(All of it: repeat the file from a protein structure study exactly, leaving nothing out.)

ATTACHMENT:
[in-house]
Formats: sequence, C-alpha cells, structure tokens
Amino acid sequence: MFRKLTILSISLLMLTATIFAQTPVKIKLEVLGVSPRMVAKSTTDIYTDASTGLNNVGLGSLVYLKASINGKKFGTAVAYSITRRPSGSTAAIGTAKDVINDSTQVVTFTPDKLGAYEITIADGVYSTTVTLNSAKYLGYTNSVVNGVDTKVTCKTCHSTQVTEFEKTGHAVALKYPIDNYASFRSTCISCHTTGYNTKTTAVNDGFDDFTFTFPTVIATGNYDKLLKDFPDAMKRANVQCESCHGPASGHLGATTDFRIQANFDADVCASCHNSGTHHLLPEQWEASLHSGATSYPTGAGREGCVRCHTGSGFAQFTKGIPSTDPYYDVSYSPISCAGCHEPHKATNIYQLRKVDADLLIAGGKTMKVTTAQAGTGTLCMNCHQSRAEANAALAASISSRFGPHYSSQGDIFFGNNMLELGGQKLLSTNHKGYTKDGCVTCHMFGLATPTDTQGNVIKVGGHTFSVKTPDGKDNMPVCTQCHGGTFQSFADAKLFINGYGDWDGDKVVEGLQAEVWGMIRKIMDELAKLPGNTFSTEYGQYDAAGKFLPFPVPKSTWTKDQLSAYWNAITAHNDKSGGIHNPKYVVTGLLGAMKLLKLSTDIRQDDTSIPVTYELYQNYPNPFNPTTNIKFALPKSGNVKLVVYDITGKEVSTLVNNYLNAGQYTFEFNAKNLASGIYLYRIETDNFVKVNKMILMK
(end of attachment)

[in-house]
Formats: sequence, C-alpha cells, structure tokens
Amino acid sequence: MFRKLTILSISLLMLTATIFAQTPVKIKLEVLGVSPRMVAKSTTDIYTDASTGLNNVGLGSLVYLKASINGKKFGTAVAYSITRRPSGSTAAIGTAKDVINDSTQVVTFTPDKLGAYEITIADGVYSTTVTLNSAKYLGYTNSVVNGVDTKVTCKTCHSTQVTEFEKTGHAVALKYPIDNYASFRSTCISCHTTGYNTKTTAVNDGFDDFTFTFPTVIATGNYDKLLKDFPDAMKRANVQCESCHGPASGHLGATTDFRIQANFDADVCASCHNSGTHHLLPEQWEASLHSGATSYPTGAGREGCVRCHTGSGFAQFTKGIPSTDPYYDVSYSPISCAGCHEPHKATNIYQLRKVDADLLIAGGKTMKVTTAQAGTGTLCMNCHQSRAEANAALAASISSRFGPHYSSQGDIFFGNNMLELGGQKLLSTNHKGYTKDGCVTCHMFGLATPTDTQGNVIKVGGHTFSVKTPDGKDNMPVCTQCHGGTFQSFADAKLFINGYGDWDGDKVVEGLQAEVWGMIRKIMDELAKLPGNTFSTEYGQYDAAGKFLPFPVPKSTWTKDQLSAYWNAITAHNDKSGGIHNPKYVVTGLLGAMKLLKLSTDIRQDDTSIPVTYELYQNYPNPFNPTTNIKFALPKSGNVKLVVYDITGKEVSTLVNNYLNAGQYTFEFNAKNLASGIYLYRIETDNFVKVNKMILMK